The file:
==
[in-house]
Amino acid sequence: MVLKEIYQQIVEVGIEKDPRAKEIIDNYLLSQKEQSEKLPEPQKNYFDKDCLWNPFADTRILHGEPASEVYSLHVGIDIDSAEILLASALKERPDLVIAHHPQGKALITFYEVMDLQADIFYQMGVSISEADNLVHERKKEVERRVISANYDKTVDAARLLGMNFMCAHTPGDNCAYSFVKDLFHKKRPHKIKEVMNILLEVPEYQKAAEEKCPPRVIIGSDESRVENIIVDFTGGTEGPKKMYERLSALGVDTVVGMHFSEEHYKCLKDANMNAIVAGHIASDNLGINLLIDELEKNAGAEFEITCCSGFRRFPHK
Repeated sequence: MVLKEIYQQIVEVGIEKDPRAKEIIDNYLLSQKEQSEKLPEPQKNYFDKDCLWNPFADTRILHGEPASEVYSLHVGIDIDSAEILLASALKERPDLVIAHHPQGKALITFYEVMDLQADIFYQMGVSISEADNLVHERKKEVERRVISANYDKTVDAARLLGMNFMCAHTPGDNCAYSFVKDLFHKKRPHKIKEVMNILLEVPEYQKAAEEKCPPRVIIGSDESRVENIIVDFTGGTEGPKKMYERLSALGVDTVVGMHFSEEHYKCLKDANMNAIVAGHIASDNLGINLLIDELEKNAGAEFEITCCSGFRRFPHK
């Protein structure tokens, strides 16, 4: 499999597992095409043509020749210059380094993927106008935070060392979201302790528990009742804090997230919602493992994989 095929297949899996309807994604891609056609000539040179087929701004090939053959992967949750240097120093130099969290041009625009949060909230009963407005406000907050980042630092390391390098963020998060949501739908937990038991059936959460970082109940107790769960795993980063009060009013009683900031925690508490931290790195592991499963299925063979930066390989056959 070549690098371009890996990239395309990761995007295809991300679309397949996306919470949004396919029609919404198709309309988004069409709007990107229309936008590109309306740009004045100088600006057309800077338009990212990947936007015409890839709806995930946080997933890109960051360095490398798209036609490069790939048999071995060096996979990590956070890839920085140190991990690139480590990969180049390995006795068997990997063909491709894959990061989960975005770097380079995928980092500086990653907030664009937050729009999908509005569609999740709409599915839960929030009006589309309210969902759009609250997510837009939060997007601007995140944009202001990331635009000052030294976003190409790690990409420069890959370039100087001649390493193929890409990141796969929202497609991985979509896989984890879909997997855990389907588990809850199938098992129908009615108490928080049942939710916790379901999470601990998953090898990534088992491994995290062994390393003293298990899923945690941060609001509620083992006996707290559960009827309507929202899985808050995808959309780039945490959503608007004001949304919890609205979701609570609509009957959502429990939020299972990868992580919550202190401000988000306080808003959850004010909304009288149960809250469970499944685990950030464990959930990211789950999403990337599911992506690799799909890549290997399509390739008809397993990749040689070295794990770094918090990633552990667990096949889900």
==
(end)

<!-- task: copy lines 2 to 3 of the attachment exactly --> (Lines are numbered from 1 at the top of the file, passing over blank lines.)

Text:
Amino acid sequence: MVLKEIYQQIVEVGIEKDPRAKEIIDNYLLSQKEQSEKLPEPQKNYFDKDCLWNPFADTRILHGEPASEVYSLHVGIDIDSAEILLASALKERPDLVIAHHPQGKALITFYEVMDLQADIFYQMGVSISEADNLVHERKKEVERRVISANYDKTVDAARLLGMNFMCAHTPGDNCAYSFVKDLFHKKRPHKIKEVMNILLEVPEYQKAAEEKCPPRVIIGSDESRVENIIVDFTGGTEGPKKMYERLSALGVDTVVGMHFSEEHYKCLKDANMNAIVAGHIASDNLGINLLIDELEKNAGAEFEITCCSGFRRFPHK
Repeated sequence: MVLKEIYQQIVEVGIEKDPRAKEIIDNYLLSQKEQSEKLPEPQKNYFDKDCLWNPFADTRILHGEPASEVYSLHVGIDIDSAEILLASALKERPDLVIAHHPQGKALITFYEVMDLQADIFYQMGVSISEADNLVHERKKEVERRVISANYDKTVDAARLLGMNFMCAHTPGDNCAYSFVKDLFHKKRPHKIKEVMNILLEVPEYQKAAEEKCPPRVIIGSDESRVENIIVDFTGGTEGPKKMYERLSALGVDTVVGMHFSEEHYKCLKDANMNAIVAGHIASDNLGINLLIDELEKNAGAEFEITCCSGFRRFPHK